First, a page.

The OECD recently published its final official development assistance (ODA) figures for 2014. According to the findings, in 2014, final figures for net ODA flows from OECD Development Assistance Committee (DAC) member countries totaled $137.2 billion, marking an increase of 1.2 percent in real terms over 2013 and surpassing the all-time high in 2013.
In the past 15 years, net ODA has been rising steadily and has increased by nearly 70 percent since 2000. The largest DAC donor countries by volume were the United States, the United Kingdom, Germany, France and Japan. Denmark, Luxembourg, Norway, Sweden and the United Kingdom continued to exceed the United Nations’ ODA target of 0.7 percent of gross national income.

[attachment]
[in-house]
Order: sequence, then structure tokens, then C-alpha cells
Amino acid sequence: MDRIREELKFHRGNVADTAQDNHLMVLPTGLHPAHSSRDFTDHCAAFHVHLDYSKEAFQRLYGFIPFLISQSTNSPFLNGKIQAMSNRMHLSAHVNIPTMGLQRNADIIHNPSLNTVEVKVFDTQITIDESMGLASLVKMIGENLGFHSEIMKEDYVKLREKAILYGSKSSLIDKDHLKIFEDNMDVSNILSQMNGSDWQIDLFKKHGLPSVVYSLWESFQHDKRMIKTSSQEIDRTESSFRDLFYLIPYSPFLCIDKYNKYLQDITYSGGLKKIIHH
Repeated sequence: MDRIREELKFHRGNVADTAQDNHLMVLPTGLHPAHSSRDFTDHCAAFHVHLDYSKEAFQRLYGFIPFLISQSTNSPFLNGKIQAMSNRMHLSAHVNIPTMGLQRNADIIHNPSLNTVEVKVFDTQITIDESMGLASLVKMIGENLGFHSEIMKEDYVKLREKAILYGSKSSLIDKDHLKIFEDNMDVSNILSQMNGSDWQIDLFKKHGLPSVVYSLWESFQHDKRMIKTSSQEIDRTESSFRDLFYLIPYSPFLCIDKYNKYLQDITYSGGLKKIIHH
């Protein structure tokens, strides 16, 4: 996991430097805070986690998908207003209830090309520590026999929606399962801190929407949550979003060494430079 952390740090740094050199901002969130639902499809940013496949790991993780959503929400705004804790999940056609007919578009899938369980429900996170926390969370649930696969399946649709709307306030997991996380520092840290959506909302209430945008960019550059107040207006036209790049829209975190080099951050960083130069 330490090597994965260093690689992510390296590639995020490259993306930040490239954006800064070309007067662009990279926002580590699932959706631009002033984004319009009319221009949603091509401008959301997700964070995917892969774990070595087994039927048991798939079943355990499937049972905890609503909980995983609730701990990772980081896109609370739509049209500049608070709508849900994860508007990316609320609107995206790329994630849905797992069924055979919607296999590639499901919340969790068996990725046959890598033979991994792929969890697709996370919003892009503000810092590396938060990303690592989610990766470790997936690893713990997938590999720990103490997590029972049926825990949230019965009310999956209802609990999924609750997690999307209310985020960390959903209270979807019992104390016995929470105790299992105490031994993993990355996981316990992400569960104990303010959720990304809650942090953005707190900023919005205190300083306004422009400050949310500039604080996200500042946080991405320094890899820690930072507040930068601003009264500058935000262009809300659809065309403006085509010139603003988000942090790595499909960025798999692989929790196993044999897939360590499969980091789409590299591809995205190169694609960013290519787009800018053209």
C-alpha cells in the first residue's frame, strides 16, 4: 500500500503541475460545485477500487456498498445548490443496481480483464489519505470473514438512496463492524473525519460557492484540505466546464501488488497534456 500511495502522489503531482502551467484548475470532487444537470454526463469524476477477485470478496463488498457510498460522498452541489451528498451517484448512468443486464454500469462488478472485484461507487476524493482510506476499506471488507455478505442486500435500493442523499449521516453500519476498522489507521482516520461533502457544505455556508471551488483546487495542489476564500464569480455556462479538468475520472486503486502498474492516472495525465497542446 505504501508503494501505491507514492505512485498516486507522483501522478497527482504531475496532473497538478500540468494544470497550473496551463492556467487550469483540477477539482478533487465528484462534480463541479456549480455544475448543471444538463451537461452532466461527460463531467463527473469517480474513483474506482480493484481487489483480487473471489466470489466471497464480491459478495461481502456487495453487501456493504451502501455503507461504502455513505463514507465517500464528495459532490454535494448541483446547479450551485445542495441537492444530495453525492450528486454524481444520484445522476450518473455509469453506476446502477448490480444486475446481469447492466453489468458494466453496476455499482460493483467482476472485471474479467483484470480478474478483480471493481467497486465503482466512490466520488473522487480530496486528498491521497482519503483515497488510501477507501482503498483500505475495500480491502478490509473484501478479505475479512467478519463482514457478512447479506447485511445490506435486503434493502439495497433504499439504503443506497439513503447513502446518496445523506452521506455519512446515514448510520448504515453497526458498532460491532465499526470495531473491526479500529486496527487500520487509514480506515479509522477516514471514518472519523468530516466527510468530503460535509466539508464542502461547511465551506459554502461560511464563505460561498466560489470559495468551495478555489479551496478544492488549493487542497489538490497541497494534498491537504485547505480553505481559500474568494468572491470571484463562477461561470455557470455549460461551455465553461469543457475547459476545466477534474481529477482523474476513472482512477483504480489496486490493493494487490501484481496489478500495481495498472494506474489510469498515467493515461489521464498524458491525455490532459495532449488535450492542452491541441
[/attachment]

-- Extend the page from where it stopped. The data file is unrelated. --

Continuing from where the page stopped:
Although net ODA has been increasing over time, estimates by the United Nations show that the needs for financing the Sustainable Development Goals (SDGs) will $4 trillion. USCIB has noted that ODA cannot do the job of development finance by itself. In order to move from the “billions to trillions” in development finance, policymakers will need to catalyze more private investment, especially in least developed countries.
More information about the evolving role of ODA and the rise of blended finance is available at USCIB’s Business for 2030 web portal about private sector engagement with the UN SDGs.